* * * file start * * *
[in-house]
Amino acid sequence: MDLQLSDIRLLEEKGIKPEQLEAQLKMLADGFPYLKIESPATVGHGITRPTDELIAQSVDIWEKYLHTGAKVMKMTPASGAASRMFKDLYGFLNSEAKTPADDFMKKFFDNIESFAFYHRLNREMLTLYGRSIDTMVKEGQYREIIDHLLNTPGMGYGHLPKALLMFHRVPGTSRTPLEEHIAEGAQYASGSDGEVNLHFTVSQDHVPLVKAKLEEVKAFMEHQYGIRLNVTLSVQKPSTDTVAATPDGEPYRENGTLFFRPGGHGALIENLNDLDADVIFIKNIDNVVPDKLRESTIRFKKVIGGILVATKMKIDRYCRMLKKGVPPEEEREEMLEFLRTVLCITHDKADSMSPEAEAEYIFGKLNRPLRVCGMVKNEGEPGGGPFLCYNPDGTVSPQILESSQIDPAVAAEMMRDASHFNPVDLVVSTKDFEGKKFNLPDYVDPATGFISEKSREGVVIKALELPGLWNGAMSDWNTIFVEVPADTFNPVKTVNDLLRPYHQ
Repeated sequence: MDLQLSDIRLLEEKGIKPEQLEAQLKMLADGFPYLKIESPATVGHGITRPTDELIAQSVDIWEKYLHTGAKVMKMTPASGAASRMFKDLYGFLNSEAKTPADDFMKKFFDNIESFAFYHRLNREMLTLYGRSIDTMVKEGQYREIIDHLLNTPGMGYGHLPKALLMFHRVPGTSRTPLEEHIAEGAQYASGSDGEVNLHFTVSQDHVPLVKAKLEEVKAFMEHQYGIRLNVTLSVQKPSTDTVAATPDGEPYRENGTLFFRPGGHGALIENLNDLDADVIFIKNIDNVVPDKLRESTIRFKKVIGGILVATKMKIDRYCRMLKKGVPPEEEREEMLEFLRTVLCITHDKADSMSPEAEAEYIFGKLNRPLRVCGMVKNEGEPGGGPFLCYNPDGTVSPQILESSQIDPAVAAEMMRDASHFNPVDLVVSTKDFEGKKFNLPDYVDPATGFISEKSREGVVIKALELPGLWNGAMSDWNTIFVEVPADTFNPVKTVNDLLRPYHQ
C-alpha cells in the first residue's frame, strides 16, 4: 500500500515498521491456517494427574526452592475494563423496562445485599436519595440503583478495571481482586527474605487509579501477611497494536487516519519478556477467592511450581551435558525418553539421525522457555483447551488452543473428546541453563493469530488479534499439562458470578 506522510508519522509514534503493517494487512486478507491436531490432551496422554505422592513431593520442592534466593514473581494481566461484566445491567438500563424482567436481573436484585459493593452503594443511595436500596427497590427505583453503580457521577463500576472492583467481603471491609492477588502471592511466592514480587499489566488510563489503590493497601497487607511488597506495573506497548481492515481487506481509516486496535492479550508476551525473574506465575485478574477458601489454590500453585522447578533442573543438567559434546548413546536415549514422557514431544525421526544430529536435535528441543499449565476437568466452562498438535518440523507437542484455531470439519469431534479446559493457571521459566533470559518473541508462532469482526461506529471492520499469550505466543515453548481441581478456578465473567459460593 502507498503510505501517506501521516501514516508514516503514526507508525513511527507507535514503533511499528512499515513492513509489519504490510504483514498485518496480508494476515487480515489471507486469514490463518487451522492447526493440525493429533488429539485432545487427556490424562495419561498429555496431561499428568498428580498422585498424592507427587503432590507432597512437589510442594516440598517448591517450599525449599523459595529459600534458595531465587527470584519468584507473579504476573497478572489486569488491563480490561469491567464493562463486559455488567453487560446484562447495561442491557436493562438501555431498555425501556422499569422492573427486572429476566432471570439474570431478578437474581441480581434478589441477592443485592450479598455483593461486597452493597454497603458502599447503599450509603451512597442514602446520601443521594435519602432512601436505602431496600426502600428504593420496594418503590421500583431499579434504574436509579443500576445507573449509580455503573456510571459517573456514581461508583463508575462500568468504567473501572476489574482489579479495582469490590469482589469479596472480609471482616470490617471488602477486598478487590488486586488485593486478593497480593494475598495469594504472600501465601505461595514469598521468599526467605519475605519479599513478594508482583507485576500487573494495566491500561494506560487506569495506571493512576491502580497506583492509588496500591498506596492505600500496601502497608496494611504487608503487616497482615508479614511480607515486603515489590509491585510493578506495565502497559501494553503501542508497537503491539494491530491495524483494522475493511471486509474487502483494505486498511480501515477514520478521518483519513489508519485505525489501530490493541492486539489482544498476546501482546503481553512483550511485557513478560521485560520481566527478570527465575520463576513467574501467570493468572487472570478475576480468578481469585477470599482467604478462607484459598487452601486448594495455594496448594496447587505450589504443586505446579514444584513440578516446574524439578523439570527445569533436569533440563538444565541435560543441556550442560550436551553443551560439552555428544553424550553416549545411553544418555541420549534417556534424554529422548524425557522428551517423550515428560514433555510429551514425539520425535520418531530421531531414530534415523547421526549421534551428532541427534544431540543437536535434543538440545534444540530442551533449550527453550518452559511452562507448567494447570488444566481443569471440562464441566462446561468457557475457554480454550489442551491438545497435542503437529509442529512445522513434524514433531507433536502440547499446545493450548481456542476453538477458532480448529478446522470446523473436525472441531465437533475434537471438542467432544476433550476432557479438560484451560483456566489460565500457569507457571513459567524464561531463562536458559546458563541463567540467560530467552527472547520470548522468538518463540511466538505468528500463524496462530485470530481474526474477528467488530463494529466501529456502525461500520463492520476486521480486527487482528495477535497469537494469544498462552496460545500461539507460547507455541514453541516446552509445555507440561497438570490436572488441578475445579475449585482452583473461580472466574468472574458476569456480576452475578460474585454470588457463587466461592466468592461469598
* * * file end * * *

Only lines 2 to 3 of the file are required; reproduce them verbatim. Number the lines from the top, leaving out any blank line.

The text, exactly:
Amino acid sequence: MDLQLSDIRLLEEKGIKPEQLEAQLKMLADGFPYLKIESPATVGHGITRPTDELIAQSVDIWEKYLHTGAKVMKMTPASGAASRMFKDLYGFLNSEAKTPADDFMKKFFDNIESFAFYHRLNREMLTLYGRSIDTMVKEGQYREIIDHLLNTPGMGYGHLPKALLMFHRVPGTSRTPLEEHIAEGAQYASGSDGEVNLHFTVSQDHVPLVKAKLEEVKAFMEHQYGIRLNVTLSVQKPSTDTVAATPDGEPYRENGTLFFRPGGHGALIENLNDLDADVIFIKNIDNVVPDKLRESTIRFKKVIGGILVATKMKIDRYCRMLKKGVPPEEEREEMLEFLRTVLCITHDKADSMSPEAEAEYIFGKLNRPLRVCGMVKNEGEPGGGPFLCYNPDGTVSPQILESSQIDPAVAAEMMRDASHFNPVDLVVSTKDFEGKKFNLPDYVDPATGFISEKSREGVVIKALELPGLWNGAMSDWNTIFVEVPADTFNPVKTVNDLLRPYHQ
Repeated sequence: MDLQLSDIRLLEEKGIKPEQLEAQLKMLADGFPYLKIESPATVGHGITRPTDELIAQSVDIWEKYLHTGAKVMKMTPASGAASRMFKDLYGFLNSEAKTPADDFMKKFFDNIESFAFYHRLNREMLTLYGRSIDTMVKEGQYREIIDHLLNTPGMGYGHLPKALLMFHRVPGTSRTPLEEHIAEGAQYASGSDGEVNLHFTVSQDHVPLVKAKLEEVKAFMEHQYGIRLNVTLSVQKPSTDTVAATPDGEPYRENGTLFFRPGGHGALIENLNDLDADVIFIKNIDNVVPDKLRESTIRFKKVIGGILVATKMKIDRYCRMLKKGVPPEEEREEMLEFLRTVLCITHDKADSMSPEAEAEYIFGKLNRPLRVCGMVKNEGEPGGGPFLCYNPDGTVSPQILESSQIDPAVAAEMMRDASHFNPVDLVVSTKDFEGKKFNLPDYVDPATGFISEKSREGVVIKALELPGLWNGAMSDWNTIFVEVPADTFNPVKTVNDLLRPYHQ